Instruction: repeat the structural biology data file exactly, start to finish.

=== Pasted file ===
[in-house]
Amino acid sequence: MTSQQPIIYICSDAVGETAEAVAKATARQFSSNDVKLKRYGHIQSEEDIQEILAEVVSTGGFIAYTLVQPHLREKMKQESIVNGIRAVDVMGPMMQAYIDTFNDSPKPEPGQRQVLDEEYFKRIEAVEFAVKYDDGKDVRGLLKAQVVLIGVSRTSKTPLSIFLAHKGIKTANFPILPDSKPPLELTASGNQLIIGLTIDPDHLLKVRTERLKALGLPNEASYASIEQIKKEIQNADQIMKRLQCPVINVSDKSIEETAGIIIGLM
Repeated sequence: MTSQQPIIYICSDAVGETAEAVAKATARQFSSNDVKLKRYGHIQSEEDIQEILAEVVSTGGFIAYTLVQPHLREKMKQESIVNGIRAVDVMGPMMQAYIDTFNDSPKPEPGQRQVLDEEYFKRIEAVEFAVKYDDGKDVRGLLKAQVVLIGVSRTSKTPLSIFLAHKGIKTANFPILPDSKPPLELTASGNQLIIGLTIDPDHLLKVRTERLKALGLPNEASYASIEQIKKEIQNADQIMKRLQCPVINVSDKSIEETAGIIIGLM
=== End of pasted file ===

[in-house]
Amino acid sequence: MTSQQPIIYICSDAVGETAEAVAKATARQFSSNDVKLKRYGHIQSEEDIQEILAEVVSTGGFIAYTLVQPHLREKMKQESIVNGIRAVDVMGPMMQAYIDTFNDSPKPEPGQRQVLDEEYFKRIEAVEFAVKYDDGKDVRGLLKAQVVLIGVSRTSKTPLSIFLAHKGIKTANFPILPDSKPPLELTASGNQLIIGLTIDPDHLLKVRTERLKALGLPNEASYASIEQIKKEIQNADQIMKRLQCPVINVSDKSIEETAGIIIGLM
Repeated sequence: MTSQQPIIYICSDAVGETAEAVAKATARQFSSNDVKLKRYGHIQSEEDIQEILAEVVSTGGFIAYTLVQPHLREKMKQESIVNGIRAVDVMGPMMQAYIDTFNDSPKPEPGQRQVLDEEYFKRIEAVEFAVKYDDGKDVRGLLKAQVVLIGVSRTSKTPLSIFLAHKGIKTANFPILPDSKPPLELTASGNQLIIGLTIDPDHLLKVRTERLKALGLPNEASYASIEQIKKEIQNADQIMKRLQCPVINVSDKSIEETAGIIIGLM